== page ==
Tuesday 20 October 2015

Plight of desperate Aussie farmers

boy in drought

A young man who picked up a 64-year-old hitchhiker this week learned the shocking truth of the the situation for our farmers, and the post shared with his family and friends has been shared close to 50,000 times.

James Howie from Jimboomba, Queensland, shared this story:

“So yesterday I did the unthinkable. I picked up a hitchhiker. A man who was well dressed in clean slacks and shoes, a button up shirt and an acubra, carrying a tan coloured duffle bag. He appeared to be in his 70s to me… I pulled out of the servo of which he was standing out front, and asked him where he was off to. He said he was heading for a road just off the highway in the direction I was going so I told him to hop in.

“As one does, a conversation was struck between us and I asked his final destination. He said he was on his way to a town outside Taree… and the story that followed broke my heart.

“He had arrived in Brisbane that morning at what was the end of his bus fare from a town called Dingo in north Queensland. He and his wife of 31 years were travelling down south to stay with friends as they had to leave their cattle farm. A corporation whose name I can’t recall but had an association with Coles or Woolworths had come in and undercut their business by 30 bucks per head of cattle and they went broke after losing their business.

“The bank had foreclosed their farm and it is up for auction later this month. They didn’t even have enough money for them both to get the bus down south. This man, Graham, had paid full fare for his wife, given her money for some food too and only got himself to Brisbane. He’d come our way to ask the mushroom farm for a few hours work to pay the $54 bus fare to his destination. He was denied the work and was basically going to knock on property’s doors to get some work to pay his fare.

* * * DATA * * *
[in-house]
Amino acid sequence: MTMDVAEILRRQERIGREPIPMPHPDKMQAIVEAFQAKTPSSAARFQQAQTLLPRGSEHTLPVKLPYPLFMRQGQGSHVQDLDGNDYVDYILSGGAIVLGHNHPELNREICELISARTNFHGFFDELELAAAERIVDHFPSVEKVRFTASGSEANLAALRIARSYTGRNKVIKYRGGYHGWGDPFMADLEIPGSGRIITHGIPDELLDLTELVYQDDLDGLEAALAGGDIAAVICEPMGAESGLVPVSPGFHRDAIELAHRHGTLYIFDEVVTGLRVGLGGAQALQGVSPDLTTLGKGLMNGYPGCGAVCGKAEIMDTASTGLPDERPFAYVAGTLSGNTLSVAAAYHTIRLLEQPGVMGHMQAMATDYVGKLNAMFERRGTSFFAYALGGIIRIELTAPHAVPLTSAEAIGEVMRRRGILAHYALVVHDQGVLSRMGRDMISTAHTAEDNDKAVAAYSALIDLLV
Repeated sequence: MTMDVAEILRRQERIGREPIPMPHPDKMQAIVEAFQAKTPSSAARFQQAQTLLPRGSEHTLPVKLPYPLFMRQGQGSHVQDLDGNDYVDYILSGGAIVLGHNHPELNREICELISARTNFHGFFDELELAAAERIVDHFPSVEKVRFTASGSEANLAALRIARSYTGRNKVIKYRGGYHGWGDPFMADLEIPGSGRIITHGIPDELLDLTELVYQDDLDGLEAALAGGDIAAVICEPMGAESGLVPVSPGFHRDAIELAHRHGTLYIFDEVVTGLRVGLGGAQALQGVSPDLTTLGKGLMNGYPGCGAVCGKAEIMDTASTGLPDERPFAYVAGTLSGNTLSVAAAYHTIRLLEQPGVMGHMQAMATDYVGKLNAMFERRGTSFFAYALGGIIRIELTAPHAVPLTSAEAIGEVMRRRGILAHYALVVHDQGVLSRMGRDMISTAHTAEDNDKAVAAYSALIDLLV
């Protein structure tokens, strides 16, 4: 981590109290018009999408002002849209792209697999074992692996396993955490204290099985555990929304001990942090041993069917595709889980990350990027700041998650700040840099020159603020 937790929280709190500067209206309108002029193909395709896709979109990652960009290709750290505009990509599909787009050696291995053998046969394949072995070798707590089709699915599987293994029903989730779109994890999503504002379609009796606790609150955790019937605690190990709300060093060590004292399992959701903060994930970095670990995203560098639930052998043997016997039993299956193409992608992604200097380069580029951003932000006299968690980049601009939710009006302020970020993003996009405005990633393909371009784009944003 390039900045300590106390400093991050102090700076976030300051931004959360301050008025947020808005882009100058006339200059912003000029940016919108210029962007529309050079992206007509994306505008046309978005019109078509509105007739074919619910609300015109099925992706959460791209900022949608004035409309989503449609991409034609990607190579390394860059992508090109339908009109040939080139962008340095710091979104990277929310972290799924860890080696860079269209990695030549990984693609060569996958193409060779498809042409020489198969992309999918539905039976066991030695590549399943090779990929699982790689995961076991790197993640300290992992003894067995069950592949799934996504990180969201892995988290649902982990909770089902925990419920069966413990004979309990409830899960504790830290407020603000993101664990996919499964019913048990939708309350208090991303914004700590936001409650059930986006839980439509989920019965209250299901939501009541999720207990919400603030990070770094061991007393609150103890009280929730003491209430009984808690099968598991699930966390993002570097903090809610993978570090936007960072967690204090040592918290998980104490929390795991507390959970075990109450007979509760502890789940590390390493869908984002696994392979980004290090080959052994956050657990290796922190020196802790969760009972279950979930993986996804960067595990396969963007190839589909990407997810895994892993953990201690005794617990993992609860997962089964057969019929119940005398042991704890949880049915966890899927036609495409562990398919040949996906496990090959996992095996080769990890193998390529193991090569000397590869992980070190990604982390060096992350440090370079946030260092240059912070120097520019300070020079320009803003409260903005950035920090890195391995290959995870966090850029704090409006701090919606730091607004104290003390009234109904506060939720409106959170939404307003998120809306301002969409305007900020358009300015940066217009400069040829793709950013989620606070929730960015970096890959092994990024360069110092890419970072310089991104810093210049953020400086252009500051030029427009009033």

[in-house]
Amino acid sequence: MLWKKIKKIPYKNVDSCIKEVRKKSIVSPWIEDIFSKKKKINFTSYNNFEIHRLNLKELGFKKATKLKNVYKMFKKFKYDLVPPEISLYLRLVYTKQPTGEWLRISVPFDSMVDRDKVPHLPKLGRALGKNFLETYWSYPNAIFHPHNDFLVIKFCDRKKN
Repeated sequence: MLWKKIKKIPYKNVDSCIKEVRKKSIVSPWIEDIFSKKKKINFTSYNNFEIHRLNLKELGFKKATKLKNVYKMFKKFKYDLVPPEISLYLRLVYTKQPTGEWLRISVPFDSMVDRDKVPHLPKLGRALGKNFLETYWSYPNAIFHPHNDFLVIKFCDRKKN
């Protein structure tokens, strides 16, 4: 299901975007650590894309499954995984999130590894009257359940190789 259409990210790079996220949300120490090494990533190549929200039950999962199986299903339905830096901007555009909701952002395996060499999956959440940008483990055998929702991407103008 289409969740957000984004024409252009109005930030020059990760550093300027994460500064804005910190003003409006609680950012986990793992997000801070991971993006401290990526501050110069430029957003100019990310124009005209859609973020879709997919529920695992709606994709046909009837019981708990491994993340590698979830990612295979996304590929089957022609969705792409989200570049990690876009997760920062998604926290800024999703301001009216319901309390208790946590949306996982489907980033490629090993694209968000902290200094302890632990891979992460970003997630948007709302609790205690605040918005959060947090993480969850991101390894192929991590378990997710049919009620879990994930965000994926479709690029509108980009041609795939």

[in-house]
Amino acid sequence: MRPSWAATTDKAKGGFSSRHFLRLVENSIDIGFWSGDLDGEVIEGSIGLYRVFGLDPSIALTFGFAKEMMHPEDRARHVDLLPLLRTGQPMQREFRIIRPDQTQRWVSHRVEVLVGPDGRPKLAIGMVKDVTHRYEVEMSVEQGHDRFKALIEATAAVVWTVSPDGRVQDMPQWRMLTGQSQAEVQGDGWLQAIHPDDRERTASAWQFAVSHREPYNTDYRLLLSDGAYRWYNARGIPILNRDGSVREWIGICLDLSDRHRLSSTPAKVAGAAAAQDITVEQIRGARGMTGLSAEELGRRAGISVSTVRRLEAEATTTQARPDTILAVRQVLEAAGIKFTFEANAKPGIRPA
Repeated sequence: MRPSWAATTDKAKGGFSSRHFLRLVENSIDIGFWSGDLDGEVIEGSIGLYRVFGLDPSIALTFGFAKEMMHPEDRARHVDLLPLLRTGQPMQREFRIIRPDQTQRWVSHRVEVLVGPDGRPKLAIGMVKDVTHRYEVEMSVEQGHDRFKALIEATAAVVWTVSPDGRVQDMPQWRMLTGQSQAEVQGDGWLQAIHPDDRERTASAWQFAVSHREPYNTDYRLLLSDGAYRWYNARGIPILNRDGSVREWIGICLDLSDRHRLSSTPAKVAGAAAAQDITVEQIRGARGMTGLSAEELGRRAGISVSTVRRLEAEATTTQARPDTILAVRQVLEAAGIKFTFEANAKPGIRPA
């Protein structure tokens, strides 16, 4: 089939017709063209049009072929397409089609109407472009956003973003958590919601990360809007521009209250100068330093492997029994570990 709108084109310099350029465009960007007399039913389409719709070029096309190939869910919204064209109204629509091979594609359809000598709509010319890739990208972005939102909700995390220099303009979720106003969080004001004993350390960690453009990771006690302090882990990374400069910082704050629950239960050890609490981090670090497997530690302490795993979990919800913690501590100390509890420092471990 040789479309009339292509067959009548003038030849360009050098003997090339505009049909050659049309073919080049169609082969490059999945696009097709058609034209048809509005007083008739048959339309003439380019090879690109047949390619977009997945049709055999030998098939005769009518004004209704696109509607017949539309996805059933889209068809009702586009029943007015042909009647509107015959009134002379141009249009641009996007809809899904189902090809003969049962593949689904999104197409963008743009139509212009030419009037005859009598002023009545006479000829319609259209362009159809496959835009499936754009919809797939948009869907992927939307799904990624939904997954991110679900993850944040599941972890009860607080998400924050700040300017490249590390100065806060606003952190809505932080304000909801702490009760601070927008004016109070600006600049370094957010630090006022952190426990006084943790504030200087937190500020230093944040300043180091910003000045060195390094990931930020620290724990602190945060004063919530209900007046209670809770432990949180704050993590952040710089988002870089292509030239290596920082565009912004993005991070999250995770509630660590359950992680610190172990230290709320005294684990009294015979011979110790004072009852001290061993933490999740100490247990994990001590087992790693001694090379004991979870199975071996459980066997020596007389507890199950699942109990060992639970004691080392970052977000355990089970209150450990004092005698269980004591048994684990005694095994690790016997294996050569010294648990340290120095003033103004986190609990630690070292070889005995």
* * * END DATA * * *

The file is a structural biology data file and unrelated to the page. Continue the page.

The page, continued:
“I drove straight past his drop off and headed all the way out to Beenleigh telling him I would drop him at the station. He objected saying he needed to get work before the station to which my answer was to stop in at an ATM, and get out enough money for his ticket and some extra so he could eat.

“He thanked me about 20 times between there and the station, and had tears welling up in his eyes. He asked how he could get the money back to me and I told him that when he’s back on his feet if he ever comes across someone in need of help to pass it on.
“It turns out this man was only 64, but looked mid to late 70s… he had been a man who had worked with his hands his whole life (and wasn’t scared of hard work) and then had everything taken out from under him.”

Meanwhile, today the ABC is reporting that farmers are the new face of homelessness in Australia as they are forced to walk away from their farms in the face of impossible debts during a brutal drought.
On farmer who lost her property to the bank is Cate Stuart from Charleville in south-west Queensland

She says. “I know one family that walked off on the 30th of June this year. Literally packed up and walked off,” she said.

“But they’re not alone, many families just pack up and walk off in the middle of the night. We are the unspoken-about homeless of the outback.”

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